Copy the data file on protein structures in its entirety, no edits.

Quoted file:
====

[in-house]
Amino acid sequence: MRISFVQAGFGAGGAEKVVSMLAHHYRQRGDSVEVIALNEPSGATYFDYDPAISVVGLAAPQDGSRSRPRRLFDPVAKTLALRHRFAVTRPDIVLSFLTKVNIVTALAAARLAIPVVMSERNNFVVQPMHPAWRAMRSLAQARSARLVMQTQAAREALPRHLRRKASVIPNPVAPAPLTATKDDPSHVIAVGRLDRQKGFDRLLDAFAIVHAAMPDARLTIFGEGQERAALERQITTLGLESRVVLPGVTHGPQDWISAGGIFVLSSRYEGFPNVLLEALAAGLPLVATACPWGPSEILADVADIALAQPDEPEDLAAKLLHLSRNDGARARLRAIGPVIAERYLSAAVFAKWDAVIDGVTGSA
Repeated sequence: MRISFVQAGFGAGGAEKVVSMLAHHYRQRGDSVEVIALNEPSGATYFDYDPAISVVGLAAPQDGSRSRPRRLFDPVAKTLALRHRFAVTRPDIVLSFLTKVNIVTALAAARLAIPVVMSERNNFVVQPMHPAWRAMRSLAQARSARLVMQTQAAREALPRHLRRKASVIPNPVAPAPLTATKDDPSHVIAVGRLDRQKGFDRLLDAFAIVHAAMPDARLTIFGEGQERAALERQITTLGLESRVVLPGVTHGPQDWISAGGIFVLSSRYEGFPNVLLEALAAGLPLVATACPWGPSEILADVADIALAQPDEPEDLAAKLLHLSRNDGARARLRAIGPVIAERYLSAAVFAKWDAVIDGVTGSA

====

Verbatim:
[in-house]
Amino acid sequence: MRISFVQAGFGAGGAEKVVSMLAHHYRQRGDSVEVIALNEPSGATYFDYDPAISVVGLAAPQDGSRSRPRRLFDPVAKTLALRHRFAVTRPDIVLSFLTKVNIVTALAAARLAIPVVMSERNNFVVQPMHPAWRAMRSLAQARSARLVMQTQAAREALPRHLRRKASVIPNPVAPAPLTATKDDPSHVIAVGRLDRQKGFDRLLDAFAIVHAAMPDARLTIFGEGQERAALERQITTLGLESRVVLPGVTHGPQDWISAGGIFVLSSRYEGFPNVLLEALAAGLPLVATACPWGPSEILADVADIALAQPDEPEDLAAKLLHLSRNDGARARLRAIGPVIAERYLSAAVFAKWDAVIDGVTGSA
Repeated sequence: MRISFVQAGFGAGGAEKVVSMLAHHYRQRGDSVEVIALNEPSGATYFDYDPAISVVGLAAPQDGSRSRPRRLFDPVAKTLALRHRFAVTRPDIVLSFLTKVNIVTALAAARLAIPVVMSERNNFVVQPMHPAWRAMRSLAQARSARLVMQTQAAREALPRHLRRKASVIPNPVAPAPLTATKDDPSHVIAVGRLDRQKGFDRLLDAFAIVHAAMPDARLTIFGEGQERAALERQITTLGLESRVVLPGVTHGPQDWISAGGIFVLSSRYEGFPNVLLEALAAGLPLVATACPWGPSEILADVADIALAQPDEPEDLAAKLLHLSRNDGARARLRAIGPVIAERYLSAAVFAKWDAVIDGVTGSA